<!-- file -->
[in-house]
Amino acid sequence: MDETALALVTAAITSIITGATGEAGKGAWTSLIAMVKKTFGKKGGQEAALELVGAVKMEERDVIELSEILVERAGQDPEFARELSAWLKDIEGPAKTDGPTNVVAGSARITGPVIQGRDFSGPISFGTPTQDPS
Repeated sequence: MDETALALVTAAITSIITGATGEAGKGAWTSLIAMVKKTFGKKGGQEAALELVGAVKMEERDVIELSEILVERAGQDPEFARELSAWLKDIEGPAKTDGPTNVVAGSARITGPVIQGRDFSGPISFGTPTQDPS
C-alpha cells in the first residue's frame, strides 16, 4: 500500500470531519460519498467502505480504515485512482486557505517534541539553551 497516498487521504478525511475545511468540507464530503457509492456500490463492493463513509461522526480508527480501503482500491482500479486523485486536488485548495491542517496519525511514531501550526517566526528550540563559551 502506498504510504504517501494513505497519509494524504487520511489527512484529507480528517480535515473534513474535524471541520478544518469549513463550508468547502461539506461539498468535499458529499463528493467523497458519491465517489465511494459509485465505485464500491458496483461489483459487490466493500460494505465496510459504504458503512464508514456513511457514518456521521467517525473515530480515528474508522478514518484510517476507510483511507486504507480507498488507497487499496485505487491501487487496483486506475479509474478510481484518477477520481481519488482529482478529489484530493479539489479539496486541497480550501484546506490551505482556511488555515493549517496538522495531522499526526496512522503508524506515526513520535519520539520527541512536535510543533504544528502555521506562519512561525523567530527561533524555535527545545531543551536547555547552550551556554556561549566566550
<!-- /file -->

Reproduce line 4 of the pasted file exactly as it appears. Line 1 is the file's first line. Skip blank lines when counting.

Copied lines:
C-alpha cells in the first residue's frame, strides 16, 4: 500500500470531519460519498467502505480504515485512482486557505517534541539553551 497516498487521504478525511475545511468540507464530503457509492456500490463492493463513509461522526480508527480501503482500491482500479486523485486536488485548495491542517496519525511514531501550526517566526528550540563559551 502506498504510504504517501494513505497519509494524504487520511489527512484529507480528517480535515473534513474535524471541520478544518469549513463550508468547502461539506461539498468535499458529499463528493467523497458519491465517489465511494459509485465505485464500491458496483461489483459487490466493500460494505465496510459504504458503512464508514456513511457514518456521521467517525473515530480515528474508522478514518484510517476507510483511507486504507480507498488507497487499496485505487491501487487496483486506475479509474478510481484518477477520481481519488482529482478529489484530493479539489479539496486541497480550501484546506490551505482556511488555515493549517496538522495531522499526526496512522503508524506515526513520535519520539520527541512536535510543533504544528502555521506562519512561525523567530527561533524555535527545545531543551536547555547552550551556554556561549566566550